collegeBoundDear University,

You are about to receive a gift. We call her Principessa and she is my daughter. To you, she is just a statistic – one set of criteria that met with approval for acceptance into your esteemed institution.

Principessa will be leaving all that she knows to join you several hundred miles from home. She will be on her own for the first time. I don’t expect you to parent her or to take over for me in my absence. But I do expect you to provide her with what she needs to survive and to thrive over the next several years.

I hope you fulfill the promises you made when you wooed her into your fold – a solid education that will lead to job prospects, a safe environment, and ample diversity and opportunities to stimulate her personal growth.

This seems like the least I can ask for my financial investment. Which, by the way, is significantly higher than many of her fellow classmates. For instance, the athlete with the coveted ‘full boat.’ Apparently his physical skills are more highly valued than my daughter’s passion and talent for nurturing children and her long-standing desire to become a teacher.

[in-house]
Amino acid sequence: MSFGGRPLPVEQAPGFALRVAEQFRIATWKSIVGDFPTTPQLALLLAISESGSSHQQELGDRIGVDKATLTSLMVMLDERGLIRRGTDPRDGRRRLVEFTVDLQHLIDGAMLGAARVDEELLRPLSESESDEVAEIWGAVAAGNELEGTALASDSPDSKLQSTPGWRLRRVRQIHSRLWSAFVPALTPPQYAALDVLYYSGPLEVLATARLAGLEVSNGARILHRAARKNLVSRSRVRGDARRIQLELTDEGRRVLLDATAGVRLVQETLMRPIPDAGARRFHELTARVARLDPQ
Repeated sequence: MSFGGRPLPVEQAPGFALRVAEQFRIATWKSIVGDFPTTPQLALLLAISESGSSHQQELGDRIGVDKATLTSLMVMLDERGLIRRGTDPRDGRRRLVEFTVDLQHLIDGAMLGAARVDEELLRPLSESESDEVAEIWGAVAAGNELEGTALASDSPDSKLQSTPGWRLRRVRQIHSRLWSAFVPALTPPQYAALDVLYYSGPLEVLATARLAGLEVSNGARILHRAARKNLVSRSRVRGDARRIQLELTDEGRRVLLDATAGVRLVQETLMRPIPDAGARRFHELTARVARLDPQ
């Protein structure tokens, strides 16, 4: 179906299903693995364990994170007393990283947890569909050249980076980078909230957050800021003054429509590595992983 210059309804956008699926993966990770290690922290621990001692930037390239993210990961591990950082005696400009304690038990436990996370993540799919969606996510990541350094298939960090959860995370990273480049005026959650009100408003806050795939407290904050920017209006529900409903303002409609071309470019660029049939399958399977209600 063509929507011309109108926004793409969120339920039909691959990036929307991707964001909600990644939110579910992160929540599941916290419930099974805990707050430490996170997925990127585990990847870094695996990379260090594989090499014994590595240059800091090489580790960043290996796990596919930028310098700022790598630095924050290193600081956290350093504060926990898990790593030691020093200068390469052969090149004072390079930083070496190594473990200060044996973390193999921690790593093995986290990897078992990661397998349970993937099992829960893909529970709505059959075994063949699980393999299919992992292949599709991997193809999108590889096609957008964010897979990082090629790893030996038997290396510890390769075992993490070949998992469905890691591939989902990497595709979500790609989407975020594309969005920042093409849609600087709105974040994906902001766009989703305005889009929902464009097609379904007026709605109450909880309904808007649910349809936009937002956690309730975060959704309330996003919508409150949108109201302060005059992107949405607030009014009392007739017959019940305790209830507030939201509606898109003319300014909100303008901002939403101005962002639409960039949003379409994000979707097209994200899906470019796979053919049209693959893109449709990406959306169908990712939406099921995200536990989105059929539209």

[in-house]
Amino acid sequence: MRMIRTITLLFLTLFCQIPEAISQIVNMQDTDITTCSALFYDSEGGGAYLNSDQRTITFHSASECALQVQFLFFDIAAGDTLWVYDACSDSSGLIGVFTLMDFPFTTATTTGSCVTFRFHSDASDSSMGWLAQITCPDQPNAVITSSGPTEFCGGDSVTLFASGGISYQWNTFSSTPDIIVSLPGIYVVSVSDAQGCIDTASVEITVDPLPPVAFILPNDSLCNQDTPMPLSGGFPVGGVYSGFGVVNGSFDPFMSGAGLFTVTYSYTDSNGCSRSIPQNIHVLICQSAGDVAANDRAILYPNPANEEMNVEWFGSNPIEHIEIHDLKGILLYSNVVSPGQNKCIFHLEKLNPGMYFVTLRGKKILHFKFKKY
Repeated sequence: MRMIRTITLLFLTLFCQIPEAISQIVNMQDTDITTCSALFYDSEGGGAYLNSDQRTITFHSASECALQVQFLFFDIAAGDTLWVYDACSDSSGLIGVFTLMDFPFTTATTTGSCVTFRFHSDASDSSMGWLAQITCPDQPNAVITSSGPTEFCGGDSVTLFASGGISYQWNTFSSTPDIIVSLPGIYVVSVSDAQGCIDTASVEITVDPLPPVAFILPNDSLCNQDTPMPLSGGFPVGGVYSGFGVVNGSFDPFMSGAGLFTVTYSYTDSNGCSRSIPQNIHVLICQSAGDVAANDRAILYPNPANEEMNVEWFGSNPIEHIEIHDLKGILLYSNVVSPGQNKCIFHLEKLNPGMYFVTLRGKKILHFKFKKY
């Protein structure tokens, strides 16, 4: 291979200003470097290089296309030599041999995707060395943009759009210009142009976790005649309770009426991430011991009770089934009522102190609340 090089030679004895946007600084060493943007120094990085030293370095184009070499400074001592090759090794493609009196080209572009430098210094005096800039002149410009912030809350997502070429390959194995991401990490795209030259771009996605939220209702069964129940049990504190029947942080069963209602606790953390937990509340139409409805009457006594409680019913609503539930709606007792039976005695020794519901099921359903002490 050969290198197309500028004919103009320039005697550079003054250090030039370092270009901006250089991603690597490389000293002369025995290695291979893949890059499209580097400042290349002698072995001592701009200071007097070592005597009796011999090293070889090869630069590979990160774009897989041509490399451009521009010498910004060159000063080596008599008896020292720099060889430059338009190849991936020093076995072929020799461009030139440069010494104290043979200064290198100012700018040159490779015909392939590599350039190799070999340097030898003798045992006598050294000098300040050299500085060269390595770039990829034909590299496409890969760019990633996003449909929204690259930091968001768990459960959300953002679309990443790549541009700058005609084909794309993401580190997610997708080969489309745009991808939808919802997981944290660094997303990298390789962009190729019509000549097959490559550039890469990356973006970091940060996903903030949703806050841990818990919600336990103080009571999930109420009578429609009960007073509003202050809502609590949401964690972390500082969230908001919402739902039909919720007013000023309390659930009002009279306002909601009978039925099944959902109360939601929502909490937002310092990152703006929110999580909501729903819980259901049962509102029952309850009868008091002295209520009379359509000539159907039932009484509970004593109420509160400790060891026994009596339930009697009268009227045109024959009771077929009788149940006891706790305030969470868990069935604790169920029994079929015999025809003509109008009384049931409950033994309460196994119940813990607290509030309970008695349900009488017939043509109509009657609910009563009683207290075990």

My husband and I will pay an inflated sticker price for the reward of our daughter’s college education. To say that I’m not bitter or worried about the ability to afford this would be a lie. But I’m willing to bury my negativity in exchange for her ultimate success and happiness.

University, you have no idea how special my daughter is to me. And I get the feeling that you probably don’t care – except for caring that she reflects well on your reputation. Don’t worry, she’ll do you proud, just as she has done for us all these years.

Principessa is one in 17,000 to you, but she is one of a kind to us, her family. Please be good to her. She deserves the best you have to offer.

Sincerely,

Mom of the college Freshman

The New You

brand-new-you1

image credit purefunfit.com

Dearest Daughter,

I love that you so clearly wrote your feelings in response to my spontaneous comment about not liking the New You.  I am equally unhappy that your email was written at 1:00 a.m.!  Why? Because that is very late and I worry, as mothers do.